Since announcing his run for president in 2015, a spotlight has been shining bright on Donald Trump's most dubious business ventures. Some of them were total disasters, while others were successful companies that ran into legal or political trouble. Even with the many failures, Trump has run a successful and profitable company here and there.
The worst Donald Trump companies are the ones that involve a business he doesn't understand (airlines, alcohol, radio), or ones that were never anything but cheap scams in the first place (Trump University, mortgages, vitamins). Some of these are so dubious that they've led to lawsuits, settlements, even corporate bankruptcy.Here are the most dubious Trump businesses, ranked from the worst to the most honest.
Most of Trump's dubious businesses were vanity cash grabs that didn't hurt anyone. But Trump University was different. Launched in 2005, it purported to teach would-be real estate investors the tricks of the trade that Trump himself used to become a billionaire. Pitching itself as an actual accredited college (which it was not), Trump University bragged about the resumes of its "teachers" and offered classes in asset management, real estate, and wealth creation. The costs ranged from thousands to tens of thousands of dollars - and the classes proffered no information that couldn't be gotten much cheaper elsewhere.The "school" was the subject of a number of fraud allegations and lawsuits, with former students and employees claiming it was a pyramid scheme that preyed on elderly and desperate people, making them think their "classes" would lead to unimaginable wealth. It was legally forced to change its name in 2010, and folded a year later. It still has a number of legal actions pending against it.
Getting into the mortgage business just as the mortgage business was collapsing is either brilliant or insane. To Trump, it was brilliant. He announced his mortgage lending firm in late 2006, just as the real estate bubble was bursting - an economic calamity that Trump claimed to have heard about but "hadn't seen." His prospective customers had, and Trump Mortgage failed to reach any of its financial goals. Trump pulled the plug after 18 months.
He later claimed his only attachment to the business was slapping his name on it, and that he still made money.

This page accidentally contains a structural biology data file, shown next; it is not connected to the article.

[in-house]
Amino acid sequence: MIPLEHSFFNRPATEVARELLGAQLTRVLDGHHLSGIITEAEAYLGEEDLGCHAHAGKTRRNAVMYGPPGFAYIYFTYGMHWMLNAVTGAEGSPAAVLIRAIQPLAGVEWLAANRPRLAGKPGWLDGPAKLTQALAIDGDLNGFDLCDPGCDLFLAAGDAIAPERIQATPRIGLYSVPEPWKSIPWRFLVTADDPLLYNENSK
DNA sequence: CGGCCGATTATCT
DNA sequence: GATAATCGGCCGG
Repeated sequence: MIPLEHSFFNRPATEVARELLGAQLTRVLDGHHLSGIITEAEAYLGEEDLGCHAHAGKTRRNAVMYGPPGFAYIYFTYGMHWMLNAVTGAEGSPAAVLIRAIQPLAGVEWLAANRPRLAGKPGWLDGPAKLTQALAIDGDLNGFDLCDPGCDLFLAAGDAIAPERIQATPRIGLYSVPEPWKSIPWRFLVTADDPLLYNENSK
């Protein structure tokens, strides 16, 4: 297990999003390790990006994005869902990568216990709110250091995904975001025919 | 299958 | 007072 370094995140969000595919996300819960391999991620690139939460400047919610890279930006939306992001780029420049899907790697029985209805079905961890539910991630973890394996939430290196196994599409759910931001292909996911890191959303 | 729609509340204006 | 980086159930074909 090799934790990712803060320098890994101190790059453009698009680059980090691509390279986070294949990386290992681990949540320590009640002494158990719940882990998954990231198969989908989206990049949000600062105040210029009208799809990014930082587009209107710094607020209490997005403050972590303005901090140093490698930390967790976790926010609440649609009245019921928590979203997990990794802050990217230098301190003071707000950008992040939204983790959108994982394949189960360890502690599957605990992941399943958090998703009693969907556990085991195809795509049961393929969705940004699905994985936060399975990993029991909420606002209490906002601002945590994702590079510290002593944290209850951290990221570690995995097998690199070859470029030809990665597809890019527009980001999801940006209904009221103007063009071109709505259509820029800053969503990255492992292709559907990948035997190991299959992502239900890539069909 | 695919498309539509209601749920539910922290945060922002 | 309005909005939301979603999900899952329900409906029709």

The grand Trump Taj Mahal Casino began construction in Atlantic City in 1984, but the builder died, putting the site up for auction. Trump purchased it in 1987, and spent the next three years pouring money into the complex. He also got into a much publicized lawsuit battle with TV magnate Merv Griffin, who also wanted the site. The casino finally opened in 1990 - and declared bankruptcy a year later, $3 billion in the red - almost all on junk bonds.The filing let Trump reorganize the casino's debt, in exchange for lower interest rates. The Taj went bankrupt again, along with most other Trump casinos, in 2004 - and again in 2014, with the casino set to close in December of that year. At the last second, Trump sold the complex and stepped down as Chair of Trump Entertainment Resorts. The Taj was also beset by legal problems, labor issues, shootings, and violations of federal currency laws.
The Trump Network was not a TV network, but a vitamin-shilling pyramid scheme. In 2009, Trump purchased a dodgy supplements company called Ideal Health (which had dozens of complaints pending against it when Trump bought it), slapped his name on it, and started marketing it as a post-recession get-rich-now opportunity. Essentially, one was to take a $100 test that would determine what supplements you needed, and then you'd be sold those vitamins at an outrageous markup.
The company was a scam on a number of levels, taking customers' money and giving nothing back. Even if it had given customers anything, it would have merely been a meaningless test and the same vitamins you can buy in any CVS. The Trump Network sold a bunch of other woo crap as well, including energy drinks, kid snacks, and skin-care products.All the while, Trump told the press his Network would become bigger than Amway. It did not, and Trump sold the company after two years, beset by complaints that vendors weren't getting paid. As many as 21,000 people lost at least some amount of money.